It was February 1964 and this chick had just turned 13. Something big was about to happen, literally changing the world. Alas I was totally left out. And it was a very big deal. The Beatles were going to be on TV. It was almost as good as seeing them in person. (Yeah, a small black and white TV, snowy features, no remote or surround sound). Ed Sullivan had booked The Beatles for 3 weeks in a row!! They were going to sing I Want to Hold Your Haaaannnnndddd. All four of them wearing those cool Beatle boots. Was I glued to the TV like the estimated 70 million lucky folks watching across America? Screaming, crying, fainting or swooning? No. I was in church. All 3 Sunday nights. Every Sunday night. Every. Sunday. Night. Cruel world out there Neese. You think it would have been permissible to watch The Beatles one of the Sundays. Just once. Nope. Television was off limits-period on Sundays. And we didn’t miss church. Ever. No You-Tube, Google or even a VCR tape to covet back in the day. I had to wait until I got to school on Monday morning to be filled with dark green/leaning towards black envy at the lucky ducks who got to sin on Sunday nights while I was being preached to for the second time that day. Fourth if you count Sunday school and RCYF (hmmm, not sure, Reformed Church Youth Fellowship maybe). RCYF was held in First Reformed church’s basement before the evening service and and I really did like it. Our fellowship meeting ended just as the preacher upstairs was gearing up for his second sermon of the day. We were required to file up the stairs, (guards were not posted, though a couple dads disguised as ushers were mulling around but trying not to watch us as the doors were now chained from the inside anyway. I jest) and sit in the new addition together during worship. There was no doubt, every single parent went through the mass of kid’s heads until they lit on their own, now safely ensconced to hear more of God’s word before we were allowed to ride around the loop of RV for a couple of hours. Yup, this was my life.

So I missed a lot. For this girl, there would never be a do-over. I missed watching the British Invasion at its inception. Over one third of the United States watched The Beatles on that first of three Sunday’s on the Ed Sullivan show. However, not me. Oh I still enjoyed the music of The Beatles, Rolling Stones, Dave Clark Five, Monkees, Animals, Kinks, Zombies, and Herman’s Hermits. But I could never say I watched The Beatles when they were first on American TV. A sin and a regret. Should have faked an illness. I was a good liar. Great even. Could have, should have pulled it off.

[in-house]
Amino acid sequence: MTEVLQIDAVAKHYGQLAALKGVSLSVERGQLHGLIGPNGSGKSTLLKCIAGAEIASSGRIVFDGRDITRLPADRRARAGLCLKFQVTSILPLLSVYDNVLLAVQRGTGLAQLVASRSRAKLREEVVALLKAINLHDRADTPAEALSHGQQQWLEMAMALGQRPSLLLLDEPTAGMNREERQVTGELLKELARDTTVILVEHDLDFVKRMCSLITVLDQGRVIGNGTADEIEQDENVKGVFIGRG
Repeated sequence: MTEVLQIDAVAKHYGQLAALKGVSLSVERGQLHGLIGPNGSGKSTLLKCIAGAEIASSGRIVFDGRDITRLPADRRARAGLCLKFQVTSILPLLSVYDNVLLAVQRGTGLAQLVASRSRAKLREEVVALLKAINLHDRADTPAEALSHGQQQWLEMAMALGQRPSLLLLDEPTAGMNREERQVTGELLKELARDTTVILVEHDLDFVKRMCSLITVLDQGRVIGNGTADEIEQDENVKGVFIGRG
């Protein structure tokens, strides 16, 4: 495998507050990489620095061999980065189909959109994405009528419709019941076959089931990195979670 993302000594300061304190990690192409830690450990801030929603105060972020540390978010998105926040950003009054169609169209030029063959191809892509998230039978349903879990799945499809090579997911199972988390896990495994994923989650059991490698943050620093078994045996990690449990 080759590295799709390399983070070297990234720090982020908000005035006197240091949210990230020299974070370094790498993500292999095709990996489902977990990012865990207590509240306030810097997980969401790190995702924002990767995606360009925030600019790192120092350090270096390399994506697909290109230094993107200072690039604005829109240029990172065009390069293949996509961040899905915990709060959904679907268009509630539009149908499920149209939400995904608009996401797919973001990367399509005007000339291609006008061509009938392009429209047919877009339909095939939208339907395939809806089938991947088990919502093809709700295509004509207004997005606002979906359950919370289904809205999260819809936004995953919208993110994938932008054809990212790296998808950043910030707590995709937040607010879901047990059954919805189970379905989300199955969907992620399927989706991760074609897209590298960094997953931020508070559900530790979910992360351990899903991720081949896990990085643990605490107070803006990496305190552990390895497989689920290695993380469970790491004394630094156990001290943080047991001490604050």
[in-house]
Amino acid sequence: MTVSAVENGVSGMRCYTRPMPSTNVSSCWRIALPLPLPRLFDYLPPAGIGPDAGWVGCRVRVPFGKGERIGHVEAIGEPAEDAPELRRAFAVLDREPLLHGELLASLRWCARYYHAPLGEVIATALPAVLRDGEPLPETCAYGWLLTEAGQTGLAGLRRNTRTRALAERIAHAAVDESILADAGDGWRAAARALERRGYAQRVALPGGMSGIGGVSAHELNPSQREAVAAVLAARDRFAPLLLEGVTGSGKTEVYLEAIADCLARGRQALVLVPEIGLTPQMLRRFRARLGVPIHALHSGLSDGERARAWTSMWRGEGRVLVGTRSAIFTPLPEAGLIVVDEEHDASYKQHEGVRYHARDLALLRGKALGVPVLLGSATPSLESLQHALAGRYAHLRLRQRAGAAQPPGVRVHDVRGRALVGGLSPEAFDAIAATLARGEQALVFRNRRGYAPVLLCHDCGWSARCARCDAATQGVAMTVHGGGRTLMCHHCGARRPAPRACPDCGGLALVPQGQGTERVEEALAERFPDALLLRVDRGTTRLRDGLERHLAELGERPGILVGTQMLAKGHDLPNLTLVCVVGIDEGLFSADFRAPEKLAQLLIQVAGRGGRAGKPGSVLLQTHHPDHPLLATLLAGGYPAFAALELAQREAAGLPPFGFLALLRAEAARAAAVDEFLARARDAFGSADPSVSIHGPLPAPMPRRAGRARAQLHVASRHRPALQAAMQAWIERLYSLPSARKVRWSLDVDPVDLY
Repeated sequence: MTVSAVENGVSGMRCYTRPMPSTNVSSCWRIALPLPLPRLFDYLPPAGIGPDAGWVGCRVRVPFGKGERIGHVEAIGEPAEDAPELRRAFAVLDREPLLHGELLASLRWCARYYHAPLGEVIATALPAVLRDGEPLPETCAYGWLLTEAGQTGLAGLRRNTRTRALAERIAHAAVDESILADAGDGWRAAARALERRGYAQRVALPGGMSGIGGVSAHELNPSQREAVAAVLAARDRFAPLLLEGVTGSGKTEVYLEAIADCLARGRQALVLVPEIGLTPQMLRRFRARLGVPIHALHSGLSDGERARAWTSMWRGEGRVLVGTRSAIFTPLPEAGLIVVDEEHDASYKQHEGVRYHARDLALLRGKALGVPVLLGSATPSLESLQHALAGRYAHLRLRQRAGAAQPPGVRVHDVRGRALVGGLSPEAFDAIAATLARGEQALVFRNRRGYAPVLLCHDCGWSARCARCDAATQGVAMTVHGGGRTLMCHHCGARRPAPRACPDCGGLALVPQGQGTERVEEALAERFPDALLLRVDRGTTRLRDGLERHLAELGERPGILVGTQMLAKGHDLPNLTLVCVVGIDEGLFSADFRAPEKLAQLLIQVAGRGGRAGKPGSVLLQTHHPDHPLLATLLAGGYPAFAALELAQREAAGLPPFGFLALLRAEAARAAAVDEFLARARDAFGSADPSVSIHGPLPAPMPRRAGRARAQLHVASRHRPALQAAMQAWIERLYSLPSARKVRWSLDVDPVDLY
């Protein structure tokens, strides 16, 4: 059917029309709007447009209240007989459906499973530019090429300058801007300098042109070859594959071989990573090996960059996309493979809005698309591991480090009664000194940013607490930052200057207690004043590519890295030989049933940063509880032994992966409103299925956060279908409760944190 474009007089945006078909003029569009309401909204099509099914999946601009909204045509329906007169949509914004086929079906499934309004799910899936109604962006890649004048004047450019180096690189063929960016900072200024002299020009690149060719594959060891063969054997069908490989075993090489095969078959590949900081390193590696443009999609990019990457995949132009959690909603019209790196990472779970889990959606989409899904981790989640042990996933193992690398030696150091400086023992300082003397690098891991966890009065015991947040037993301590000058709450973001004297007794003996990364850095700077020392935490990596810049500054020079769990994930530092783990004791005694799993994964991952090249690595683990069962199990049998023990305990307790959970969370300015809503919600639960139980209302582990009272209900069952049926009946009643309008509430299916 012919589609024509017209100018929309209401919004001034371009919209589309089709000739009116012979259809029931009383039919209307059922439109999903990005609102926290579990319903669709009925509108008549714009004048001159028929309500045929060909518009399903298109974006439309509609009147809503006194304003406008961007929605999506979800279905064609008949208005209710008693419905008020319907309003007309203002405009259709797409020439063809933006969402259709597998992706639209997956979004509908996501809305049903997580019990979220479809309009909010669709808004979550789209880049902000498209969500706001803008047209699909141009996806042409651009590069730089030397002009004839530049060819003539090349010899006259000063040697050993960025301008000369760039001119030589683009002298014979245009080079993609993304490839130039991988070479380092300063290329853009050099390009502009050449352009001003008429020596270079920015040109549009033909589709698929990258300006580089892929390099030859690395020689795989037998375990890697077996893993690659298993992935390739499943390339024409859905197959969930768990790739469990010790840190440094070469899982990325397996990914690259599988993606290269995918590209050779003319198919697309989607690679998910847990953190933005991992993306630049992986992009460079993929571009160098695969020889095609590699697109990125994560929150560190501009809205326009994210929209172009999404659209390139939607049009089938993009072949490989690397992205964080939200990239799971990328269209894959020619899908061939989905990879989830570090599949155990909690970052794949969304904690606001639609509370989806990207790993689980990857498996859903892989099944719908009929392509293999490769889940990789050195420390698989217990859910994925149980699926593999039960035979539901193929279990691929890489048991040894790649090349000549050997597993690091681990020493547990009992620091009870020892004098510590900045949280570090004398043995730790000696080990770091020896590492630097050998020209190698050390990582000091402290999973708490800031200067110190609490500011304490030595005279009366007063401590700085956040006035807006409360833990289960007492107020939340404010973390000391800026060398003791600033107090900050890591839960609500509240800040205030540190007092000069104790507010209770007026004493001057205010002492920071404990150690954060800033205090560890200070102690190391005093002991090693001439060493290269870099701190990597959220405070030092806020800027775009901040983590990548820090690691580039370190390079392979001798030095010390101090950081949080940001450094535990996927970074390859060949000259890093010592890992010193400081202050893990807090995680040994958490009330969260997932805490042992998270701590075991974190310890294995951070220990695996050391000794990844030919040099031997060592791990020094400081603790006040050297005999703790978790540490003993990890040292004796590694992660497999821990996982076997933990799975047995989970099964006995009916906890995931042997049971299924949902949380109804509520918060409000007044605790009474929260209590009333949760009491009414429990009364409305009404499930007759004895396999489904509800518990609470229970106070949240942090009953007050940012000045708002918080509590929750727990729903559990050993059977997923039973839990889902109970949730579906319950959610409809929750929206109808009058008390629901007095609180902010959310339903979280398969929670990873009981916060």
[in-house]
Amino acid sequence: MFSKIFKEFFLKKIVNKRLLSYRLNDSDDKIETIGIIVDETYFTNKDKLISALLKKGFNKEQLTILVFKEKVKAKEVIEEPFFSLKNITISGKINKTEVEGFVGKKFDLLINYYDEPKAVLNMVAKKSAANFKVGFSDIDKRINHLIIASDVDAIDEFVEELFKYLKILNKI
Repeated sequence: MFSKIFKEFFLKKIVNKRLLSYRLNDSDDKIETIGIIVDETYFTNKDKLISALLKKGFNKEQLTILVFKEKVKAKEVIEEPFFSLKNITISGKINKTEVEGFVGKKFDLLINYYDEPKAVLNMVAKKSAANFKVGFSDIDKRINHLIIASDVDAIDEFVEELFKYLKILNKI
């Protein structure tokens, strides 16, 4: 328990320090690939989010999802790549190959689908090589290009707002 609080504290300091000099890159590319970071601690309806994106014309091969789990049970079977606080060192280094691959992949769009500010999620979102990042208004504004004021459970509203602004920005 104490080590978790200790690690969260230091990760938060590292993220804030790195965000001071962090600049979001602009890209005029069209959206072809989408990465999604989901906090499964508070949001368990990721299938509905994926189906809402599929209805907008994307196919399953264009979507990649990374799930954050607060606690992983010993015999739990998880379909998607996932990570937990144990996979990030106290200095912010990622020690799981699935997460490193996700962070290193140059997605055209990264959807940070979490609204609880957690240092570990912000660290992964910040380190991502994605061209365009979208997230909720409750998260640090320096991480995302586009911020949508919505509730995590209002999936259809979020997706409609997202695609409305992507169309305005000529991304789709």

By the time The Beatles broke up in 1970, I was expecting Shannon. Too busy learning about the ins and outs of marriage, figuring ways to pay our numerous bills, find something suitable and affordable besides Starkist Tuna (sorry Charlie) to eat every day rather than mourn the loss of my number one rock band. Plus the upcoming overwhelming job of motherhood. That one had me all twitchy. There was a lot on my plate besides music. But new music and news about about my favorite groups did invade my world at times nonetheless. Hubs brother Arly sent us all The Beatles and The Doors music (reel to reel) while he was in the Navy for safe keeping, which we played continuously. So, compounded with the loss of my favorite group, add to that the death of Jim Morrison (lead singer and lead hottie) of The Doors in 1971. Both hit me hard. I just didn’t have time to dwell on these minor tragedies that quite honestly didn’t affect my real life. I did feel bad though.

Shannon rocked her poncho, 1972…

I listened to a lot of music in the 70’s while raising our kids. But when homework and school activities added to the mix, the music of the 80’s didn’t get much of my attention. Until my kids really started listening to music. Which is way different than the kids of today. Much like my love of contemporary music when I became a teen, my kids didn’t listen much to the radio/tv/boom box until their early teens that I recall. By the time Shannon was in high school and Joshua in junior high did I realize I did not like most of their music when we were in the car together. If I wanted to listen to music, I now required ‘an oldies station’ much to their dismay. All my great music from the mid-60’s to around 1980. The aforementioned bands plus CCR, and still number one in my heart, Neil Diamond. It would be almost 2 decades before I started listening to new pop music again. New playlists to keep my feet and fat ass moving when I walked daily. Pitbull, JLo, Maroon 5, Enrique Iglesias, P!nk, Lady ga-ga, Black eyed Peas, Kelly Clarkson, David Guetta and Kylie Minogue. I know, I’ve lost my mind.

This re-found pleasure in popular music appears to be the reason I started attending crazy concerts during the last decade. I don’t think I’m trying to rediscover my sad sack youth or assume I’m trying to stay relevant in any way-shape-or-form. But the concerts have been a hoot.

P!nk soaring in Auburn Hills, 2013…